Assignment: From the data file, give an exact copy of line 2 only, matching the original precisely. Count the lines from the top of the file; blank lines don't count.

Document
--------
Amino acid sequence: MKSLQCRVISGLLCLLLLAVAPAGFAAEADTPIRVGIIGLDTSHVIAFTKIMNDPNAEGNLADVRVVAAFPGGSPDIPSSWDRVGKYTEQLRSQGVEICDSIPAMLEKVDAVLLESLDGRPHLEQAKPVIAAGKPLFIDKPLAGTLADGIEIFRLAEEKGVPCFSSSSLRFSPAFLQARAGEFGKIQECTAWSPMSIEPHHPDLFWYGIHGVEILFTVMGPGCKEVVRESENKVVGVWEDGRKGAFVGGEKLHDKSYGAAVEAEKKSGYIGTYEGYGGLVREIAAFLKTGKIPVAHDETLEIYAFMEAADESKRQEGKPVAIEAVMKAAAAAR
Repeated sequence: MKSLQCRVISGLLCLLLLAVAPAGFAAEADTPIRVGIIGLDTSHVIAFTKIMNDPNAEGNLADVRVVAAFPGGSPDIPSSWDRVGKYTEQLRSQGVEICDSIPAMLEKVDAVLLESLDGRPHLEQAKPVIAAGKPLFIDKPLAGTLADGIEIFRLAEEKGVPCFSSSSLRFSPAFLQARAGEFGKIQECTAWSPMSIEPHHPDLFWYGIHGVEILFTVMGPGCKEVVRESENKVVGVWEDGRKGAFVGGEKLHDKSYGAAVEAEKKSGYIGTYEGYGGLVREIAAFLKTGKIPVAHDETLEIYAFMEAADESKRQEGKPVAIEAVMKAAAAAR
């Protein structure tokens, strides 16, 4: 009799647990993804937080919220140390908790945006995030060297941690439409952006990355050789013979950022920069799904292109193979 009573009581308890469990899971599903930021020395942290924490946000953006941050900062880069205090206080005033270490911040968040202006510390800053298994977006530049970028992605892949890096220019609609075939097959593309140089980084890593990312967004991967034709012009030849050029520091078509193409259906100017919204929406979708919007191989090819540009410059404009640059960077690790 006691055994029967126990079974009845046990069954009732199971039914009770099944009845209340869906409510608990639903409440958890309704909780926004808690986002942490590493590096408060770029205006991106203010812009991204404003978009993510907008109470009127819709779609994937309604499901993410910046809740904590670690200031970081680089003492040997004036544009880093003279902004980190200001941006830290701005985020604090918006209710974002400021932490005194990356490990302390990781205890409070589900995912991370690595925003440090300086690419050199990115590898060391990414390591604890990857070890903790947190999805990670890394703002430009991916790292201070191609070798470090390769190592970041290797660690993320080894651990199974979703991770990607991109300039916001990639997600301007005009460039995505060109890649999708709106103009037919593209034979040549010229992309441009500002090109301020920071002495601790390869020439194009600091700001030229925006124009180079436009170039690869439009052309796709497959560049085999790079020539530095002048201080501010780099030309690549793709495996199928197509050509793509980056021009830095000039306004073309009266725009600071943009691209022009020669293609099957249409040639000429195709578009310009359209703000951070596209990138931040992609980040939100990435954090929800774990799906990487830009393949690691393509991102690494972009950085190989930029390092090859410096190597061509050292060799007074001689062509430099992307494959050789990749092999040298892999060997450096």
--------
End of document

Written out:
Repeated sequence: MKSLQCRVISGLLCLLLLAVAPAGFAAEADTPIRVGIIGLDTSHVIAFTKIMNDPNAEGNLADVRVVAAFPGGSPDIPSSWDRVGKYTEQLRSQGVEICDSIPAMLEKVDAVLLESLDGRPHLEQAKPVIAAGKPLFIDKPLAGTLADGIEIFRLAEEKGVPCFSSSSLRFSPAFLQARAGEFGKIQECTAWSPMSIEPHHPDLFWYGIHGVEILFTVMGPGCKEVVRESENKVVGVWEDGRKGAFVGGEKLHDKSYGAAVEAEKKSGYIGTYEGYGGLVREIAAFLKTGKIPVAHDETLEIYAFMEAADESKRQEGKPVAIEAVMKAAAAAR